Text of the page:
When former Secretary of State Colin Powell learned that Tyler Perry had been cast to play him in the new Dick Cheney bio film “Vice,” he quickly reached out to the actor through their mutual friend, Quincy Jones. According to the Washington Post, the pair enjoyed a “nice conversation and even exchanged copies of their recent books.” Regarding the film production, Powell “offered his services to Mr. Perry, if he needed any or had any questions.”
For decades, Powell has sought to control and protect his public image; I know from firsthand experience. In March 2017, the former chairman of the Joint Chiefs of Staff, whom I had never met, emailed me after having read an op-ed I wrote for The Hill. The article, which noted that I was writing a biography of the general, identified lessons that H.R. McMaster, Donald TrumpDonald TrumpKinzinger says Trump 'winning' because so many Republicans 'have remained silent' Our remote warfare counterterrorism strategy is more risk than reward Far-right rally draws small crowd, large police presence at Capitol MORE’s then new national security adviser, could learn from Powell’s 40 years of government experience.
While the article was largely positive about Powell’s performance as a public servant, it also criticized him for not cultivating a closer relationship with President George W. Bush and for failing to exercise sufficient independent judgment regarding the supposed threat of weapons of mass destruction in Iraq. These criticisms, and not the substantive compliments, had prompted Powell to contact me.
In a 500-word email, Powell offered a sharp self-defense and he characterized my criticisms as hard hitting, naive and amusing. “Please don’t lecture me,” he wrote, “that I failed the president and country.” Several months later, he invited me into his Virginia home for an extended interview.
I suspect that Powell is largely satisfied with Tyler Perry’s portrayal of him in “Vice,” which opened on Christmas Day. The film accurately depicts the secretary of State arguing against a precipitous war with Iraq in the immediate aftermath of the 9/11 terrorist attacks. Instead, Powell persuaded Bush to wage a focused military campaign against al Qaeda and the Taliban in Afghanistan. Powell’s 2001 blocking of war hawks such as Vice President Cheney and Defense Secretary Donald Rumsfeld was one of his more significant policy victories.
Less accurate in “Vice,” but probably pleasing to Powell, is the suggestion that he opposed the 2003 Iraq invasion. In the film, Powell is depicted as resisting the proposal that he, as the Cabinet member most trusted by the American people, should deliver a televised speech at the United Nations Security Council to justify a war with Iraq. “I have been very vocal, very vocal about my reservations about invading Iraq,” actor Perry exclaims in the movie. “We are talking about invading a sovereign nation without any provocation. It’s a sovereign nation, Don. What’s the exit strategy? What’s the intelligence? You break it, you bought. You break it, you bought it.”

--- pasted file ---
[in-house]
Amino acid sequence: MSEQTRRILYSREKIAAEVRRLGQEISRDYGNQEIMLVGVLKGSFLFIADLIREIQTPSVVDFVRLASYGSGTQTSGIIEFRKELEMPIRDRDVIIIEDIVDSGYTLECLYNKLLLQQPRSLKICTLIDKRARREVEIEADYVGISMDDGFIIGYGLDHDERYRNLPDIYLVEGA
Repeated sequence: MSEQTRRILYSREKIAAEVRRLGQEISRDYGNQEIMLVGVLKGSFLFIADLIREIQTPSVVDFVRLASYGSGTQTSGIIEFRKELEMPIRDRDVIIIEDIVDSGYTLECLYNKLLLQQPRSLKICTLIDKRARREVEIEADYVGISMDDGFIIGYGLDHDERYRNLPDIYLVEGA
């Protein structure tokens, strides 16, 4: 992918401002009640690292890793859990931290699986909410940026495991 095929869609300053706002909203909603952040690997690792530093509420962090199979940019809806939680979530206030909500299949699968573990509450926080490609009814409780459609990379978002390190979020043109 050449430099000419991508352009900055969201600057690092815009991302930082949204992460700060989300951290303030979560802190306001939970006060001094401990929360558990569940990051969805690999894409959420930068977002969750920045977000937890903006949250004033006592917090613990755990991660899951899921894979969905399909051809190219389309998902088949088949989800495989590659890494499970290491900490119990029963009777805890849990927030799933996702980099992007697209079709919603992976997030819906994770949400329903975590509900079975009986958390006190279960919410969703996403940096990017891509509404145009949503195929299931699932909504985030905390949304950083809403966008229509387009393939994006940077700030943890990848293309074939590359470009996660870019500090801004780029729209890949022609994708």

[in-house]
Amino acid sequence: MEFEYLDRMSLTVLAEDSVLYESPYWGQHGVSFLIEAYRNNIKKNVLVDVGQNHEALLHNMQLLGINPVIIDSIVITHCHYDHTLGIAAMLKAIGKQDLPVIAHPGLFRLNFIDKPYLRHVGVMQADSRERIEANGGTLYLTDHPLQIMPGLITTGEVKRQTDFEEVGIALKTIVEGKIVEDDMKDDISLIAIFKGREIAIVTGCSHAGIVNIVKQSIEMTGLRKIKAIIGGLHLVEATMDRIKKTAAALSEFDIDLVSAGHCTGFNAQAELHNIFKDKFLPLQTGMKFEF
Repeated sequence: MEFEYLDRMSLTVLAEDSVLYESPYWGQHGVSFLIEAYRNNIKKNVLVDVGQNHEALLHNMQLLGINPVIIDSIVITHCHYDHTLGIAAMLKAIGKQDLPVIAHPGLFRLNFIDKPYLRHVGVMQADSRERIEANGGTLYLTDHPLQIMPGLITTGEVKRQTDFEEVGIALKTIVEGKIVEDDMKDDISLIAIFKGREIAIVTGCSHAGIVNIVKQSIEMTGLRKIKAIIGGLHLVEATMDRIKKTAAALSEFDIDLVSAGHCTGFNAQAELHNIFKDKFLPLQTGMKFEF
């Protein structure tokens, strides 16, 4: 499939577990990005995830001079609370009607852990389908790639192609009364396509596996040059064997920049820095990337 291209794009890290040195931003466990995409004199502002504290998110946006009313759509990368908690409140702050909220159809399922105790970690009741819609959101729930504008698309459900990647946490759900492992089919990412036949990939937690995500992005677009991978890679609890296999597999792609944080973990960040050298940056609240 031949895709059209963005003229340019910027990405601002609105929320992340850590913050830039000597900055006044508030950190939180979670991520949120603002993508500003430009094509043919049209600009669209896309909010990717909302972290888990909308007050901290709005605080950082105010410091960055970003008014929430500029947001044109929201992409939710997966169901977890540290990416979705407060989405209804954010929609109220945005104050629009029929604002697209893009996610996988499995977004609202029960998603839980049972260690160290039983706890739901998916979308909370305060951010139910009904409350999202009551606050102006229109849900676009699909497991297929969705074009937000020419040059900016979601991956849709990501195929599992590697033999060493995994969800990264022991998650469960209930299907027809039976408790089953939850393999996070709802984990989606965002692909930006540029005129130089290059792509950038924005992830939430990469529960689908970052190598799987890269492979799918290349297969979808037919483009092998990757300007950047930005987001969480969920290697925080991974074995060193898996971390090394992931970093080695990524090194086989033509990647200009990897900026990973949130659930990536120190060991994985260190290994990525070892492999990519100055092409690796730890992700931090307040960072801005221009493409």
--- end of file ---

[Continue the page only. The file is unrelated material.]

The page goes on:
In reality, Powell did not oppose the war with Iraq. He did object to an impulsive, premature rush to war without congressional authorization or a new U.N. Security Council resolution, but that is not equivalent to opposing the war. Within the Bush administration, Powell later clarified in an interview with The Daily Show’s Jon Stewart, “The dissent was over the pace at which to approach the problem and how to take it to the international community.”
Powell is not featured often in “Vice,” but his infamous 2003 U.N. speech eventually takes center stage. And for all his desire to guard his image and reputation, the general has unhappily accepted that he forever will be associated with that fallacious U.N. address. The speech, after all, assured the world that Iraq presented a “clear and present danger” because it possessed vast stockpiles of weapons of mass destruction and cultivated a “sinister nexus” with al Qaeda. Neither, of course, was true.
In his 2012 memoir, “It Worked For Me,” Powell laments about the U.N. address: “I am asked about it or read about it almost every day. Feb. 5, 2003, the day of the speech, is burned into my memory as my own birthday. The event will earn a prominent paragraph in my obituary.” As it should, because even obituaries of admirable public leaders should never veer into hagiography.
Jeffrey J. Matthews is a professor of leadership and American history at the University of Puget Sound and the author of “Colin Powell: Imperfect Patriot”(University of Notre Dame).